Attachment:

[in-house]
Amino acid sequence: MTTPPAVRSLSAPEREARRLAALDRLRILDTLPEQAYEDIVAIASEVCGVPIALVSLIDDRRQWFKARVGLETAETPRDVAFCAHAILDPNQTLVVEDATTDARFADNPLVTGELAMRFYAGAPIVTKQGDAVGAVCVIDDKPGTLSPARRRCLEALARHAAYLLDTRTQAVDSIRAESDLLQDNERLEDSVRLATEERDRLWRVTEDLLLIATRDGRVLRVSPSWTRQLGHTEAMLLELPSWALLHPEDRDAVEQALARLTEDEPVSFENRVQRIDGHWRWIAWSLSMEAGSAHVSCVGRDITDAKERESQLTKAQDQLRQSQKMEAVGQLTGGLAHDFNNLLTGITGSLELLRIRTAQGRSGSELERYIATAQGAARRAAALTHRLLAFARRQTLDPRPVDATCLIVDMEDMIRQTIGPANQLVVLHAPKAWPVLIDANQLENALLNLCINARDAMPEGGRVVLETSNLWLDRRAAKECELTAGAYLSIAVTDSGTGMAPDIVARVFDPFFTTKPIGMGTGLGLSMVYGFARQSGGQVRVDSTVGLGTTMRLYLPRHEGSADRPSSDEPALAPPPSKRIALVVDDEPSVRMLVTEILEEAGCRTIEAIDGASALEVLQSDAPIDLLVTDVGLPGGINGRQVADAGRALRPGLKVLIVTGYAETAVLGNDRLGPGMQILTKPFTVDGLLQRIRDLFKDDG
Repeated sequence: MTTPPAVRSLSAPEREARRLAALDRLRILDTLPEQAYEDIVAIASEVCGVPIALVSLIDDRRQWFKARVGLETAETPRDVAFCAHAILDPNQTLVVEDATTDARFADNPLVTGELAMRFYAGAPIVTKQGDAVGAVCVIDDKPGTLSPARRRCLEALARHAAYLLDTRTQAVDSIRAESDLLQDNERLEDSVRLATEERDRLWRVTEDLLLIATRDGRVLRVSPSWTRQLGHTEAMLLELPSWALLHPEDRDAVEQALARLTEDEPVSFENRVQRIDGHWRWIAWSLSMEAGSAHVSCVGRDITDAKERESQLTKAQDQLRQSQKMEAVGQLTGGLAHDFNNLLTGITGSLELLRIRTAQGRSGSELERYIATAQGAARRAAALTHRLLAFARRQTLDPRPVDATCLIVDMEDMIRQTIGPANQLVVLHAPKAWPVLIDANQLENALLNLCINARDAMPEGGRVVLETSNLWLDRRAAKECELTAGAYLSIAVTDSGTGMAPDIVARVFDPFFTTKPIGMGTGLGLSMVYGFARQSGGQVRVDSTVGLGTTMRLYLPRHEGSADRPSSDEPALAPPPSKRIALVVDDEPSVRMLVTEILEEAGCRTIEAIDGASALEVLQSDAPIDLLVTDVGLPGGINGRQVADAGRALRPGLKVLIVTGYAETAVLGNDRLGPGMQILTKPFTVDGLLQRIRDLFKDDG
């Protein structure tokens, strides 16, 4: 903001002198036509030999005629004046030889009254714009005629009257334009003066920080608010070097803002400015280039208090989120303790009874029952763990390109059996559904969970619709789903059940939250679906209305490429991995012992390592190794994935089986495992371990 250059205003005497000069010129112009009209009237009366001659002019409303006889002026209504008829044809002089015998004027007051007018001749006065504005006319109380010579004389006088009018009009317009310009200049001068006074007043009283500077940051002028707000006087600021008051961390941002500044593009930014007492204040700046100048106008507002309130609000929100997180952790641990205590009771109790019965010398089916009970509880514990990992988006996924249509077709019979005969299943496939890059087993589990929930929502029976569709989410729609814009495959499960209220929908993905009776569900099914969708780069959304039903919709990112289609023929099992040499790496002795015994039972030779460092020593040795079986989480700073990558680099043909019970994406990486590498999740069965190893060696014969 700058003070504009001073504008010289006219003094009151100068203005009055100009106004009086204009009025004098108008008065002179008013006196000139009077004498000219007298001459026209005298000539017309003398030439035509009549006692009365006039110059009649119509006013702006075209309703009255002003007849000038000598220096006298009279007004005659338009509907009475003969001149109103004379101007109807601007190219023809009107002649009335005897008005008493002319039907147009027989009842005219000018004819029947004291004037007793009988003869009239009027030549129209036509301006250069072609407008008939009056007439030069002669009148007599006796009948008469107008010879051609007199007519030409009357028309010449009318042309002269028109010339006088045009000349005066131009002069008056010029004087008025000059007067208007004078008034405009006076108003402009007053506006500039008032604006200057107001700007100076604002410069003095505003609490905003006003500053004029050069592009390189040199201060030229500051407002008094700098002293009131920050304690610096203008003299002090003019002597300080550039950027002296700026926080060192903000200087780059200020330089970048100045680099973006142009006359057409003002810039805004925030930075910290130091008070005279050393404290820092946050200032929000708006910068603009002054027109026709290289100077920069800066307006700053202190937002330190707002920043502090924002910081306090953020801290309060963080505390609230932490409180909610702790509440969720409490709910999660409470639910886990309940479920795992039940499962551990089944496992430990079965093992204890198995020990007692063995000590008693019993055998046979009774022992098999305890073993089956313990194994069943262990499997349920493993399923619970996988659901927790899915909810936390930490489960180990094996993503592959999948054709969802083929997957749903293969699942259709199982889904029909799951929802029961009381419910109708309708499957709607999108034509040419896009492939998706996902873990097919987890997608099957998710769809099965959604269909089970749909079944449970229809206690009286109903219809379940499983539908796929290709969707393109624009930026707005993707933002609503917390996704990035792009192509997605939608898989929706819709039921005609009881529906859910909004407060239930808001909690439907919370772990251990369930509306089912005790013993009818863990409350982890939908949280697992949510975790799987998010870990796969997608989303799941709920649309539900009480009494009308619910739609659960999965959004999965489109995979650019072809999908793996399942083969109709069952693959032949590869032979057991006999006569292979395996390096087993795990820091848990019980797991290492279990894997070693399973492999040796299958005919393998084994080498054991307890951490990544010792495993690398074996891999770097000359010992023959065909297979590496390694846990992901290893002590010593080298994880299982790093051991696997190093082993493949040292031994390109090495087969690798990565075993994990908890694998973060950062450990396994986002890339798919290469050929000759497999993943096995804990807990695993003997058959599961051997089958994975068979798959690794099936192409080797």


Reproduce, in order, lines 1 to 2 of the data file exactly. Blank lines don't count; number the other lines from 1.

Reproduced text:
[in-house]
Amino acid sequence: MTTPPAVRSLSAPEREARRLAALDRLRILDTLPEQAYEDIVAIASEVCGVPIALVSLIDDRRQWFKARVGLETAETPRDVAFCAHAILDPNQTLVVEDATTDARFADNPLVTGELAMRFYAGAPIVTKQGDAVGAVCVIDDKPGTLSPARRRCLEALARHAAYLLDTRTQAVDSIRAESDLLQDNERLEDSVRLATEERDRLWRVTEDLLLIATRDGRVLRVSPSWTRQLGHTEAMLLELPSWALLHPEDRDAVEQALARLTEDEPVSFENRVQRIDGHWRWIAWSLSMEAGSAHVSCVGRDITDAKERESQLTKAQDQLRQSQKMEAVGQLTGGLAHDFNNLLTGITGSLELLRIRTAQGRSGSELERYIATAQGAARRAAALTHRLLAFARRQTLDPRPVDATCLIVDMEDMIRQTIGPANQLVVLHAPKAWPVLIDANQLENALLNLCINARDAMPEGGRVVLETSNLWLDRRAAKECELTAGAYLSIAVTDSGTGMAPDIVARVFDPFFTTKPIGMGTGLGLSMVYGFARQSGGQVRVDSTVGLGTTMRLYLPRHEGSADRPSSDEPALAPPPSKRIALVVDDEPSVRMLVTEILEEAGCRTIEAIDGASALEVLQSDAPIDLLVTDVGLPGGINGRQVADAGRALRPGLKVLIVTGYAETAVLGNDRLGPGMQILTKPFTVDGLLQRIRDLFKDDG